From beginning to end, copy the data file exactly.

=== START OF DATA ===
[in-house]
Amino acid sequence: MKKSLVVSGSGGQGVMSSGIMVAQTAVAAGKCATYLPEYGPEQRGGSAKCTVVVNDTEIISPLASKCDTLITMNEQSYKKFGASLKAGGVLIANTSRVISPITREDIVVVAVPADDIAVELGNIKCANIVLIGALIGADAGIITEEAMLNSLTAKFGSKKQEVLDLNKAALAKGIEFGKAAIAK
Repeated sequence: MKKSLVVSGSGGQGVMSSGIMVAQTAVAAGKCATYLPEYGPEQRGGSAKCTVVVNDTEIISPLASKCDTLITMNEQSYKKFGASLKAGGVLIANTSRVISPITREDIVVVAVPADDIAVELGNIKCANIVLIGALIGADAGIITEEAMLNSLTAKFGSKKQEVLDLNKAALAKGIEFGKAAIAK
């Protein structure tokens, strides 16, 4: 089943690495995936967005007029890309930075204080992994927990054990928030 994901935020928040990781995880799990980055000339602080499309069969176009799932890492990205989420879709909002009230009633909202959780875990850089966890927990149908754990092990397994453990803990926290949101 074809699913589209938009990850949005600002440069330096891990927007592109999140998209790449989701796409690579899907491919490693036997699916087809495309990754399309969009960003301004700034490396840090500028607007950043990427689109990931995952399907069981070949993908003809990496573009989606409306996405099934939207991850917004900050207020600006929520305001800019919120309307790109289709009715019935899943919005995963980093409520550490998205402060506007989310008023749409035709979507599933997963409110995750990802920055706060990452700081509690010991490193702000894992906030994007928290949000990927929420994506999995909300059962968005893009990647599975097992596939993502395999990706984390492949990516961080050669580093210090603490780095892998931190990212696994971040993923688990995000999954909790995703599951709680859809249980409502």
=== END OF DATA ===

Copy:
[in-house]
Amino acid sequence: MKKSLVVSGSGGQGVMSSGIMVAQTAVAAGKCATYLPEYGPEQRGGSAKCTVVVNDTEIISPLASKCDTLITMNEQSYKKFGASLKAGGVLIANTSRVISPITREDIVVVAVPADDIAVELGNIKCANIVLIGALIGADAGIITEEAMLNSLTAKFGSKKQEVLDLNKAALAKGIEFGKAAIAK
Repeated sequence: MKKSLVVSGSGGQGVMSSGIMVAQTAVAAGKCATYLPEYGPEQRGGSAKCTVVVNDTEIISPLASKCDTLITMNEQSYKKFGASLKAGGVLIANTSRVISPITREDIVVVAVPADDIAVELGNIKCANIVLIGALIGADAGIITEEAMLNSLTAKFGSKKQEVLDLNKAALAKGIEFGKAAIAK
């Protein structure tokens, strides 16, 4: 089943690495995936967005007029890309930075204080992994927990054990928030 994901935020928040990781995880799990980055000339602080499309069969176009799932890492990205989420879709909002009230009633909202959780875990850089966890927990149908754990092990397994453990803990926290949101 074809699913589209938009990850949005600002440069330096891990927007592109999140998209790449989701796409690579899907491919490693036997699916087809495309990754399309969009960003301004700034490396840090500028607007950043990427689109990931995952399907069981070949993908003809990496573009989606409306996405099934939207991850917004900050207020600006929520305001800019919120309307790109289709009715019935899943919005995963980093409520550490998205402060506007989310008023749409035709979507599933997963409110995750990802920055706060990452700081509690010991490193702000894992906030994007928290949000990927929420994506999995909300059962968005893009990647599975097992596939993502395999990706984390492949990516961080050669580093210090603490780095892998931190990212696994971040993923688990995000999954909790995703599951709680859809249980409502």